We’ve all seen the immense scrutiny coming down on employer personnel policies by the NLRB in recent years, and a new “no-no” as far as the Board is concerned can be added to the list: “no workplace disruption policies.” In Purple Communications, Inc., 361 NLRB No. 43 (2014), the NLRB took a look at a hearing impaired communication services company that maintained a rule that prohibited employees from “Causing, creating, or participating in a disruption of any kind during working hours on Company property.” The Board affirmed an Administrative Law Judge’s (ALJ) reasoning that such a policy is “overbroad and could be interpreted as barring Section 7 activity, including the right to engage in a work stoppage.” The ALJ further noted that “[S]ince the Employer operates 24 hours a day, 7 days a week–meaning that the prohibition on disruptions during ‘working hours’ arguably applies to all hours of the day and night. Moreover, the rule does not only prohibit employees from directly participating in a disruption, but also from ‘causing’ or ‘creating’ a disruption that takes place during working hours on company property. Employees could reasonably fear that this would allow the Employer to discipline them for participating in meetings or other Section 7 activities that take place during nonwork time and away from the workplace if those activities are causally linked to a disruption at the facility.”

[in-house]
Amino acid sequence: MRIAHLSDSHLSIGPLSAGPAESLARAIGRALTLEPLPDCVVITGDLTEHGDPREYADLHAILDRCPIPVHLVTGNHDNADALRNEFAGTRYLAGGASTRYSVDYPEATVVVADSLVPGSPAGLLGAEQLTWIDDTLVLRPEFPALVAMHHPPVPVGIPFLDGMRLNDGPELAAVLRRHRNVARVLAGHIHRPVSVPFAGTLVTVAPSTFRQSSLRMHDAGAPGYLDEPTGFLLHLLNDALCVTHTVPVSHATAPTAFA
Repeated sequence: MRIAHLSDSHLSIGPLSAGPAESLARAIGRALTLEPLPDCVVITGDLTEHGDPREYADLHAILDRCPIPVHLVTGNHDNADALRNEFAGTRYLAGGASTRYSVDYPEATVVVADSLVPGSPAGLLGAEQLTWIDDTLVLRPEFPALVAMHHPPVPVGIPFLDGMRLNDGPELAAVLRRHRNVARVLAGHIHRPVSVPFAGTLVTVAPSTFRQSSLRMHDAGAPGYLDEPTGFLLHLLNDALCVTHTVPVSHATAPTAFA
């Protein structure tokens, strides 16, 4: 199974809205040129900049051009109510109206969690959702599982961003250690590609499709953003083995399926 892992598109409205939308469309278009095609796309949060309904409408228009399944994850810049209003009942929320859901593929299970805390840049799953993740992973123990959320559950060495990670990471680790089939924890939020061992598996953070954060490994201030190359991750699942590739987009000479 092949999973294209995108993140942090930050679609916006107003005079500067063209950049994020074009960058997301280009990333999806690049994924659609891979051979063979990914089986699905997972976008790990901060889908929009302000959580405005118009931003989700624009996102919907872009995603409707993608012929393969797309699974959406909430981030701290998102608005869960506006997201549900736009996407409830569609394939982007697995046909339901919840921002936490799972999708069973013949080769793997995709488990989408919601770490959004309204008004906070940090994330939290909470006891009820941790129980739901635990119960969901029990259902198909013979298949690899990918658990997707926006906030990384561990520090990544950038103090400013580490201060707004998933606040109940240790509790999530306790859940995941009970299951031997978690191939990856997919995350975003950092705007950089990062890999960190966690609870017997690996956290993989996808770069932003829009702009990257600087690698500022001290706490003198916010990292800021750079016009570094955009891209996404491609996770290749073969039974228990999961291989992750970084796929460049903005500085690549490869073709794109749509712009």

In short, this is just the latest example of the Board taking a common workplace conduct rule and twisting it to find it somehow violates Section 7. The ALJ noted that had the rule been limited to “work time” rather than “work hours,” he may have found it to be lawful, but the Board made no such indication so it remains unclear how far an employer can go with these (at least with the current NLRB).
The worst part for the company, though? Well, it won 2 separate union elections at two of its plants to remain union-free; but both elections now have been overturned, in large part due to the company’s maintenance of the “no-disruptions rule.” This case serves as an important reminder to stay abreast of the NLRB’s latest cases on handbook policies so you can ensure your policies remain compliant.
The Board’s decision can be found here.